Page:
In response to the wager, a “start” key and/or handle 26 is enabled. By pushing the “start” key or pulling the handle 26, the player causes a CPU housed within the slot machine's cabinet 28 to set the reels 12, 14, and 16 in motion. The CPU uses a random number generator to select a game outcome corresponding to a particular set of reel stop positions. The mechanical reels are then stopped at the selected set of stop positions. The symbols graphically illustrate the reel stop positions and indicate whether the stop positions of the reels represent a winning game outcome. Winning game outcomes (e.g., symbol combinations resulting in payment of coins or credits) are identifiable to the player by a pay table affixed to the machine 10. A winning game outcome occurs when the symbols appearing on the reels along an active pay line correspond to one of the winning combinations on the pay table. If the displayed symbols stop in a winning combination, the CPU credits the player an amount corresponding to the award in the pay table for that combination multiplied by the amount of credits bet on the winning pay line. The player may collect the amount of accumulated credits in a coin tray 30 by pressing a “Collect” key on button panel 24.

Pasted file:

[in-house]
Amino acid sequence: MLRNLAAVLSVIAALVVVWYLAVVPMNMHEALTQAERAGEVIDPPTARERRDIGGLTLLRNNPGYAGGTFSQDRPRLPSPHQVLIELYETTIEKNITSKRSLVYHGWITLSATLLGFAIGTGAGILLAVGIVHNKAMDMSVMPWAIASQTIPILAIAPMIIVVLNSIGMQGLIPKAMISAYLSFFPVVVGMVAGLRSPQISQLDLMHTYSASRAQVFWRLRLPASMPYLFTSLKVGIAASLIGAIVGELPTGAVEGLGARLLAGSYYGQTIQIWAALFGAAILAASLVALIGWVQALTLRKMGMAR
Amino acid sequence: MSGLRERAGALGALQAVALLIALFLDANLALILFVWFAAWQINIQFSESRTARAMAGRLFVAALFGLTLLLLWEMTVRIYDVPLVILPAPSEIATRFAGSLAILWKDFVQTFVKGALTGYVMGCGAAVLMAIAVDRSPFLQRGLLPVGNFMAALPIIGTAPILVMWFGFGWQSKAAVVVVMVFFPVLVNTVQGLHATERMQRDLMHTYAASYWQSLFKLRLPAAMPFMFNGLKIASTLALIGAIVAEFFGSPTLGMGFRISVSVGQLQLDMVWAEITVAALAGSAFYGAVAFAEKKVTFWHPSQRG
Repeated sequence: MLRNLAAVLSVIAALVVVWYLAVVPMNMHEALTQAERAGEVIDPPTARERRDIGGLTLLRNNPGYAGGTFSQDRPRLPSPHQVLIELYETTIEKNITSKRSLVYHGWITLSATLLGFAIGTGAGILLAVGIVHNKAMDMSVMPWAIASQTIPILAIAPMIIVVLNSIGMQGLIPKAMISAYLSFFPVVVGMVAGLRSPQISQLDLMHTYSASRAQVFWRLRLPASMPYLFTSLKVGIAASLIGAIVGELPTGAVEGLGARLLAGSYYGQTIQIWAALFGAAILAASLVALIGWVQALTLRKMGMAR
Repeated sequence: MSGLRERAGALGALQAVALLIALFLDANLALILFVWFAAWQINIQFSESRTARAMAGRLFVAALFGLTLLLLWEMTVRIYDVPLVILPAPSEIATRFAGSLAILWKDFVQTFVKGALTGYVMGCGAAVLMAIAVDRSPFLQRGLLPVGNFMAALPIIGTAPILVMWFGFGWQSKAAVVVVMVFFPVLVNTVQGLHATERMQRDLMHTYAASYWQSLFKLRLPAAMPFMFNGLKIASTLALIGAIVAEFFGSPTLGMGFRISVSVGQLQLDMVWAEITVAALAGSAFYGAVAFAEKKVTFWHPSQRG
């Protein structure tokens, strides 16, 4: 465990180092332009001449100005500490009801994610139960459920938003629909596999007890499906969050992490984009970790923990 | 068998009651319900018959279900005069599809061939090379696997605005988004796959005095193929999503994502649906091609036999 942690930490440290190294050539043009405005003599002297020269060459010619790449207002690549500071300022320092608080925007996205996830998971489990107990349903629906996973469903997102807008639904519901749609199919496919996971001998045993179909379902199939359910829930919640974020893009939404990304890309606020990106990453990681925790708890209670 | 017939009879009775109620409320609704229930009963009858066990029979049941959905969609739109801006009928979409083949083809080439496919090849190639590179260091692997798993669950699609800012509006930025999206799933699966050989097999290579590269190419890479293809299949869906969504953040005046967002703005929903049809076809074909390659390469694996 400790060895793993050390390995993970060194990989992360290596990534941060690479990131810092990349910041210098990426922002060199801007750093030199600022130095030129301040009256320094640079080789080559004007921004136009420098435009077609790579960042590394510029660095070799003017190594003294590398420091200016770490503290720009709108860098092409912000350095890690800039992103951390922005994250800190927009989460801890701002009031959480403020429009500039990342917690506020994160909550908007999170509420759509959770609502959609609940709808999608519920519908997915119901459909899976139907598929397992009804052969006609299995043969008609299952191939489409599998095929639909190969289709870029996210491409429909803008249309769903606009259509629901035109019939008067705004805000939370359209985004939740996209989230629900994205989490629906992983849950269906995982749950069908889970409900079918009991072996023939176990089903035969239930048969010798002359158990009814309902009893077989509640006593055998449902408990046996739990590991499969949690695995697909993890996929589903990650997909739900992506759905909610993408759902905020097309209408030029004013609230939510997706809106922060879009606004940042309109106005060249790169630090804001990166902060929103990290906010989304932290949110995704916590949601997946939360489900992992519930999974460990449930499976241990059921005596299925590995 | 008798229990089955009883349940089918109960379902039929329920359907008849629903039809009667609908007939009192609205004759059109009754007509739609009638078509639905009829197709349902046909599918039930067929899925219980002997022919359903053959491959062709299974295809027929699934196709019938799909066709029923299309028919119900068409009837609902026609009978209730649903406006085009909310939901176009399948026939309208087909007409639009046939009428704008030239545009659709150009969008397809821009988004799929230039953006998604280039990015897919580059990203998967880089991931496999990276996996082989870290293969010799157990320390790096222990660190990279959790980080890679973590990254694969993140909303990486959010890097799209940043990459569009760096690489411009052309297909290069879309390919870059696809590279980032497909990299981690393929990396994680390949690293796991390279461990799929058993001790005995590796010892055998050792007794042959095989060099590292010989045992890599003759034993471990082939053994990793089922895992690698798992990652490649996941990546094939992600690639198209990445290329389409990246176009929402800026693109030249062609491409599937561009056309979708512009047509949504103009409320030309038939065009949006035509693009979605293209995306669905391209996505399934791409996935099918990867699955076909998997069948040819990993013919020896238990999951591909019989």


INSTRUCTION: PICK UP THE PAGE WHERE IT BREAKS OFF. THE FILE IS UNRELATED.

An example of a pay table for the slot machine is shown below:
The pay table enables the player to view the winning combinations and their associated payoff amounts. From the pay table it can be seen that three of the same symbol along an active pay line generates a payoff for the following symbols: 7, 3 Bar, 2 Bar, 1 Bar, and Blank. Also, a mixed combination of the Bar symbols generates a payoff. The game may, of course, be modified to vary the payoffs associated with the winning combinations and to include winning combinations that do not span all of the reels and/or have other symbols such as fruit symbols, theme-based symbols, and wild symbols.
The reels 12, 14, and 16 are associated with respective reel mechanisms. Because the three reel mechanisms are the same, only the reel mechanism including reel 12 is depicted in